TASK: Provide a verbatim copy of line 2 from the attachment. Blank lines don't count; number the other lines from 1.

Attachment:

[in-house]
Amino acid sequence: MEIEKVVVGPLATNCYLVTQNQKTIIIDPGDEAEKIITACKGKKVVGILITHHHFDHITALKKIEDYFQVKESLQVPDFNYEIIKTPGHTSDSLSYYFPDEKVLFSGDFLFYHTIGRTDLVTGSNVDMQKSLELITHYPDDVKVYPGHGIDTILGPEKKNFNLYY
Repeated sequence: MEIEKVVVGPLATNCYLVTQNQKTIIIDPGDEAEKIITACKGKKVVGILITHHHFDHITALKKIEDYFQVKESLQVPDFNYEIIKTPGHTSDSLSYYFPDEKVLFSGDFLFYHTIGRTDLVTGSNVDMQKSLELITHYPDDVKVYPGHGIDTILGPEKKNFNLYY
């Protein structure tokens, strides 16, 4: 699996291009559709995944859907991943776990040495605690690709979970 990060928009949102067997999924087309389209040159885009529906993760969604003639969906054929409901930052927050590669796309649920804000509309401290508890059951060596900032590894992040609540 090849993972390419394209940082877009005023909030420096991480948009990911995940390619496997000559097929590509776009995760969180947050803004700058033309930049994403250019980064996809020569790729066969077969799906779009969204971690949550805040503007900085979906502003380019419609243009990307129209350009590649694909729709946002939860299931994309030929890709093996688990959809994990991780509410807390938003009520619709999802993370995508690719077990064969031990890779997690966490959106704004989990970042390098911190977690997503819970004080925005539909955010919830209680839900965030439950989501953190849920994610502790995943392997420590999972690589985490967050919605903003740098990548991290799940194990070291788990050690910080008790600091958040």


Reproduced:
Amino acid sequence: MEIEKVVVGPLATNCYLVTQNQKTIIIDPGDEAEKIITACKGKKVVGILITHHHFDHITALKKIEDYFQVKESLQVPDFNYEIIKTPGHTSDSLSYYFPDEKVLFSGDFLFYHTIGRTDLVTGSNVDMQKSLELITHYPDDVKVYPGHGIDTILGPEKKNFNLYY